The UK government has been implored to harness the talents of people with skills relevant to the science, engineering and technology industries, which are critical to the long-term future of the economy. The call has come from Education for Engineering (E4E), an industry body, which has argued that more students should be encouraged to study these subjects in higher education.
As things stand, E4E said, the British economy risks failing behind its rivals on the Continent and elsewhere due to the lack of people capable of filling engineering jobs. Furthermore, the trade body said that a significant proportion of young people are not being afforded the opportunity to fulfill their potential in science subjects.
"The issue of attainment in science and mathematics in our schools is one which is both national and local," E4E said. "The levels of attainment presented here are not good enough if we are to rebalance the economy in favour of productive and manufacturing industries and compete in a knowledge-led, global marketplace in science, engineering and technology.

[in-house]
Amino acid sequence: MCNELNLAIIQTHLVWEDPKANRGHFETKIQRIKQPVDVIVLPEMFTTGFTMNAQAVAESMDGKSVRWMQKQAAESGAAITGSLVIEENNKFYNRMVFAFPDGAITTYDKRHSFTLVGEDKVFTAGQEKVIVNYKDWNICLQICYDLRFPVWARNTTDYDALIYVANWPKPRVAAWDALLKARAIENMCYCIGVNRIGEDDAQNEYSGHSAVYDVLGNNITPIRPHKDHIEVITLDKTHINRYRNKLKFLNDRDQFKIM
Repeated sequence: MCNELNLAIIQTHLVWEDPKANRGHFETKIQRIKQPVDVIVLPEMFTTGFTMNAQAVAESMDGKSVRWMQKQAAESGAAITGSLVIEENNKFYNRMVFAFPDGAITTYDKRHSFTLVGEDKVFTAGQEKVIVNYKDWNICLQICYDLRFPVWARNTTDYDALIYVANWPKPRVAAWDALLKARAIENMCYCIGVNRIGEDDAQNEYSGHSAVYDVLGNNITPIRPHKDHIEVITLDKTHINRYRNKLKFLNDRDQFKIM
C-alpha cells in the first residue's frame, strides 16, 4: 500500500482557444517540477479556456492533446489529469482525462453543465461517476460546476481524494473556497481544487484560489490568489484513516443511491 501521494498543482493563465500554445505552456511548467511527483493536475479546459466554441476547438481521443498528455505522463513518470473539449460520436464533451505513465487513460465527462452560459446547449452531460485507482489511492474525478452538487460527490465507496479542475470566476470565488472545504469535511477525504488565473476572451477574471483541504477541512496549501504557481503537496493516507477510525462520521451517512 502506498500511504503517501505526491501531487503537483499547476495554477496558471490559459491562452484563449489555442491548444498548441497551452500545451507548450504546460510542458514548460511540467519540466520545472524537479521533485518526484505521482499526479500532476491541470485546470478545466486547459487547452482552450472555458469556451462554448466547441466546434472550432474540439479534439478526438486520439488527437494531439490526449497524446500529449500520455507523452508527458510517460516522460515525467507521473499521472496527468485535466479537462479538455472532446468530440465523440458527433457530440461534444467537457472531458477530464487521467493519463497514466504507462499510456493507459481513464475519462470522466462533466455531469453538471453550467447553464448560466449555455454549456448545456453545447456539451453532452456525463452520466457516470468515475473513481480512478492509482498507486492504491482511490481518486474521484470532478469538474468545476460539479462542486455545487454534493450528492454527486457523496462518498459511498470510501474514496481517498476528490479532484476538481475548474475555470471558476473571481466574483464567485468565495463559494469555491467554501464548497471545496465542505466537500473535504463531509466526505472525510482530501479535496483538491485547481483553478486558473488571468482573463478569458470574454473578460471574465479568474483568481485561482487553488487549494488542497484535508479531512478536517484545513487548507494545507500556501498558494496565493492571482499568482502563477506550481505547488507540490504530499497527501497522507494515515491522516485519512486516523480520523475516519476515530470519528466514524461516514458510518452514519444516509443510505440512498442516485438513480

"This issue should be of particular concern for those regions where there is low entry and attainment of pupils in science and mathematics and yet want to attract inward investment from international science and engineering businesses."
A report by the Confederation of British Industry has claimed that as many as 42 percent of its member firms are having trouble finding candidates with STEM knowledge and skills. But in a bid to resolve this issue, the government has recently announced reforms to the education system that are designed to ensure young people develop basic skills.
Similarly, Education Secretary Michael Gove has conceded that the national curriculum fails to recognise the increasing importance of the technology industry. Given that ICT is critical to business performance and societal development, Mr Gove confirmed that young children are to be given the opportunity to develop basic computer programming skills. This, the Conservative Party minister hopes, will encourage more people to consider a career in the industry.
As if to underline the government's commitment to the technology industry, Culture Secretary Jeremy Hunt has said that he expects Britain to have the best broadband network in Europe by 2015.
Why is it that the engineering industry is struggling to attract young people? And what more can the government do to resolve the problem?